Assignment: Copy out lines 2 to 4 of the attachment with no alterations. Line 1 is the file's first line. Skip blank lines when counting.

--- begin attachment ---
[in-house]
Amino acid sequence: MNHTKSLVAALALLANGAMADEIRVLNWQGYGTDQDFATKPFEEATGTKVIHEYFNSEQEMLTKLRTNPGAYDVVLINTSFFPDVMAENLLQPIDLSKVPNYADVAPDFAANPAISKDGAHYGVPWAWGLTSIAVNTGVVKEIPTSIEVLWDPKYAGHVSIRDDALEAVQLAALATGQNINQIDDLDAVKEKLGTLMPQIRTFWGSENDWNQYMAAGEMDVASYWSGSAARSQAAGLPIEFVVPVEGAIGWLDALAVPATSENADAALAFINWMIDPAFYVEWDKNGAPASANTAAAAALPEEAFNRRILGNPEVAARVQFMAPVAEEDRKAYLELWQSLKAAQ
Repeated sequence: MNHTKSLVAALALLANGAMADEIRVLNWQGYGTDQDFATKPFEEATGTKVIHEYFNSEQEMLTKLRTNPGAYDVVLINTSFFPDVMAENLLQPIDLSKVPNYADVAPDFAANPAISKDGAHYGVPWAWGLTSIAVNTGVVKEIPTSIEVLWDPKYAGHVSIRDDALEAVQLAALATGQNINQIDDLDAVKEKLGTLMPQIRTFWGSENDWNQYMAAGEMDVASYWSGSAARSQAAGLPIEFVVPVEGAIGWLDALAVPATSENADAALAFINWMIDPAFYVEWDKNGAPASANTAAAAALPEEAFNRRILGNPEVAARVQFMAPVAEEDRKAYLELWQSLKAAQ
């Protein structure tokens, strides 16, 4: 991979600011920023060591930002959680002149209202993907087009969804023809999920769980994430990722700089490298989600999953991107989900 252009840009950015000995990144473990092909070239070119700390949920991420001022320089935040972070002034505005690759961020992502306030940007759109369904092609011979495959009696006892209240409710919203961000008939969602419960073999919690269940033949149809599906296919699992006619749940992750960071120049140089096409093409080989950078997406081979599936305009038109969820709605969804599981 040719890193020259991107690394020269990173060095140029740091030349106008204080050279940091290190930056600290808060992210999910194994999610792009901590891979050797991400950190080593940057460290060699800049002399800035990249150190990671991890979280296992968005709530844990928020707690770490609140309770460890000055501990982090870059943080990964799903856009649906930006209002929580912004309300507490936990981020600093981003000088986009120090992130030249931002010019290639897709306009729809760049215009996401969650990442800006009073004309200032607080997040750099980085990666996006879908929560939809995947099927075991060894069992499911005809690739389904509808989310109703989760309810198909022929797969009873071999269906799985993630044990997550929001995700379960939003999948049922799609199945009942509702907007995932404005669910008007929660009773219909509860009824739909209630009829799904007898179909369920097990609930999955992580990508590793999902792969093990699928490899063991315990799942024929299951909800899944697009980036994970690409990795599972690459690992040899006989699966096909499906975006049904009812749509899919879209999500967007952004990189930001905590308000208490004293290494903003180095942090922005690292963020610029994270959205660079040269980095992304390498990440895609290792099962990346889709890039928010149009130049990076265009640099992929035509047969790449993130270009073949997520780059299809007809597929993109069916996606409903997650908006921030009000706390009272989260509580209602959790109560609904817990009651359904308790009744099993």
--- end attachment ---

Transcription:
Amino acid sequence: MNHTKSLVAALALLANGAMADEIRVLNWQGYGTDQDFATKPFEEATGTKVIHEYFNSEQEMLTKLRTNPGAYDVVLINTSFFPDVMAENLLQPIDLSKVPNYADVAPDFAANPAISKDGAHYGVPWAWGLTSIAVNTGVVKEIPTSIEVLWDPKYAGHVSIRDDALEAVQLAALATGQNINQIDDLDAVKEKLGTLMPQIRTFWGSENDWNQYMAAGEMDVASYWSGSAARSQAAGLPIEFVVPVEGAIGWLDALAVPATSENADAALAFINWMIDPAFYVEWDKNGAPASANTAAAAALPEEAFNRRILGNPEVAARVQFMAPVAEEDRKAYLELWQSLKAAQ
Repeated sequence: MNHTKSLVAALALLANGAMADEIRVLNWQGYGTDQDFATKPFEEATGTKVIHEYFNSEQEMLTKLRTNPGAYDVVLINTSFFPDVMAENLLQPIDLSKVPNYADVAPDFAANPAISKDGAHYGVPWAWGLTSIAVNTGVVKEIPTSIEVLWDPKYAGHVSIRDDALEAVQLAALATGQNINQIDDLDAVKEKLGTLMPQIRTFWGSENDWNQYMAAGEMDVASYWSGSAARSQAAGLPIEFVVPVEGAIGWLDALAVPATSENADAALAFINWMIDPAFYVEWDKNGAPASANTAAAAALPEEAFNRRILGNPEVAARVQFMAPVAEEDRKAYLELWQSLKAAQ
């Protein structure tokens, strides 16, 4: 991979600011920023060591930002959680002149209202993907087009969804023809999920769980994430990722700089490298989600999953991107989900 252009840009950015000995990144473990092909070239070119700390949920991420001022320089935040972070002034505005690759961020992502306030940007759109369904092609011979495959009696006892209240409710919203961000008939969602419960073999919690269940033949149809599906296919699992006619749940992750960071120049140089096409093409080989950078997406081979599936305009038109969820709605969804599981 040719890193020259991107690394020269990173060095140029740091030349106008204080050279940091290190930056600290808060992210999910194994999610792009901590891979050797991400950190080593940057460290060699800049002399800035990249150190990671991890979280296992968005709530844990928020707690770490609140309770460890000055501990982090870059943080990964799903856009649906930006209002929580912004309300507490936990981020600093981003000088986009120090992130030249931002010019290639897709306009729809760049215009996401969650990442800006009073004309200032607080997040750099980085990666996006879908929560939809995947099927075991060894069992499911005809690739389904509808989310109703989760309810198909022929797969009873071999269906799985993630044990997550929001995700379960939003999948049922799609199945009942509702907007995932404005669910008007929660009773219909509860009824739909209630009829799904007898179909369920097990609930999955992580990508590793999902792969093990699928490899063991315990799942024929299951909800899944697009980036994970690409990795599972690459690992040899006989699966096909499906975006049904009812749509899919879209999500967007952004990189930001905590308000208490004293290494903003180095942090922005690292963020610029994270959205660079040269980095992304390498990440895609290792099962990346889709890039928010149009130049990076265009640099992929035509047969790449993130270009073949997520780059299809007809597929993109069916996606409903997650908006921030009000706390009272989260509580209602959790109560609904817990009651359904308790009744099993």